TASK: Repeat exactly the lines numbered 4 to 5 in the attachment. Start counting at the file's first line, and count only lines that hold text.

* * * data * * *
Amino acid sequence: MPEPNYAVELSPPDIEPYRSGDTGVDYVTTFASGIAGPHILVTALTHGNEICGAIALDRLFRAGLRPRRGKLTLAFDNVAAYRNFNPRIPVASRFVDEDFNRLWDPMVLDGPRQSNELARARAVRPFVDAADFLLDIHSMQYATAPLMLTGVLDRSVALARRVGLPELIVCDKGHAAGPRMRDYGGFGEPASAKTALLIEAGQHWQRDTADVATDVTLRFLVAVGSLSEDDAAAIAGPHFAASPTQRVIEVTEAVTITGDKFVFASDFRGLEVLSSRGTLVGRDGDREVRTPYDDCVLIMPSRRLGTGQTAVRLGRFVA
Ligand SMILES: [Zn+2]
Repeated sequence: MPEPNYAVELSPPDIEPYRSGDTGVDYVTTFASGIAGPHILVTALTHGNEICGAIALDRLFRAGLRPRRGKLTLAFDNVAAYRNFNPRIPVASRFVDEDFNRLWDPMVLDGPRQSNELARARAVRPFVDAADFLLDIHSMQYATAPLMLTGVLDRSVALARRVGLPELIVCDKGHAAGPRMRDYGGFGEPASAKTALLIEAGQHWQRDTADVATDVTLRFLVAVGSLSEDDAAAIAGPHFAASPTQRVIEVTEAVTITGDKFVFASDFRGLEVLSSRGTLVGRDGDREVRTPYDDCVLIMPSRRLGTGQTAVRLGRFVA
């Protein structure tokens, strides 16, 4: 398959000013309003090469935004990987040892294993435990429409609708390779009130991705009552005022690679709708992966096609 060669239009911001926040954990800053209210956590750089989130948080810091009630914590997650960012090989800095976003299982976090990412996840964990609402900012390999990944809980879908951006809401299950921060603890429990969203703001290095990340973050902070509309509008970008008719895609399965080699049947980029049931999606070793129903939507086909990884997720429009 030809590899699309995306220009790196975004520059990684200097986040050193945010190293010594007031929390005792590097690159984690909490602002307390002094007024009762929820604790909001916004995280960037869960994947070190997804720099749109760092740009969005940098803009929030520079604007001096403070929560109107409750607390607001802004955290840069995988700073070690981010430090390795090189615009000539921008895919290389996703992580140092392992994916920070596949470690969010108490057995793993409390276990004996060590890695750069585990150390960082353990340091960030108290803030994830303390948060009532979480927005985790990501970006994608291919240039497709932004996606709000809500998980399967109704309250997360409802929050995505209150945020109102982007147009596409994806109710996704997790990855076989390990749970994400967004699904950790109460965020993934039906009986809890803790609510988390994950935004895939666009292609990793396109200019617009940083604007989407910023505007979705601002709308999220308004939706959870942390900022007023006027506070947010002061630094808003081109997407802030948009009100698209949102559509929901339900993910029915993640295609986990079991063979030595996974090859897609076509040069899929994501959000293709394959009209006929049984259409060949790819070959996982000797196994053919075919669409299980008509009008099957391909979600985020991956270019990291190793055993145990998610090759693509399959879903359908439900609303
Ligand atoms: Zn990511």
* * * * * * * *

């Protein structure tokens, strides 16, 4: 398959000013309003090469935004990987040892294993435990429409609708390779009130991705009552005022690679709708992966096609 060669239009911001926040954990800053209210956590750089989130948080810091009630914590997650960012090989800095976003299982976090990412996840964990609402900012390999990944809980879908951006809401299950921060603890429990969203703001290095990340973050902070509309509008970008008719895609399965080699049947980029049931999606070793129903939507086909990884997720429009 030809590899699309995306220009790196975004520059990684200097986040050193945010190293010594007031929390005792590097690159984690909490602002307390002094007024009762929820604790909001916004995280960037869960994947070190997804720099749109760092740009969005940098803009929030520079604007001096403070929560109107409750607390607001802004955290840069995988700073070690981010430090390795090189615009000539921008895919290389996703992580140092392992994916920070596949470690969010108490057995793993409390276990004996060590890695750069585990150390960082353990340091960030108290803030994830303390948060009532979480927005985790990501970006994608291919240039497709932004996606709000809500998980399967109704309250997360409802929050995505209150945020109102982007147009596409994806109710996704997790990855076989390990749970994400967004699904950790109460965020993934039906009986809890803790609510988390994950935004895939666009292609990793396109200019617009940083604007989407910023505007979705601002709308999220308004939706959870942390900022007023006027506070947010002061630094808003081109997407802030948009009100698209949102559509929901339900993910029915993640295609986990079991063979030595996974090859897609076509040069899929994501959000293709394959009209006929049984259409060949790819070959996982000797196994053919075919669409299980008509009008099957391909979600985020991956270019990291190793055993145990998610090759693509399959879903359908439900609303
Ligand atoms: Zn990511």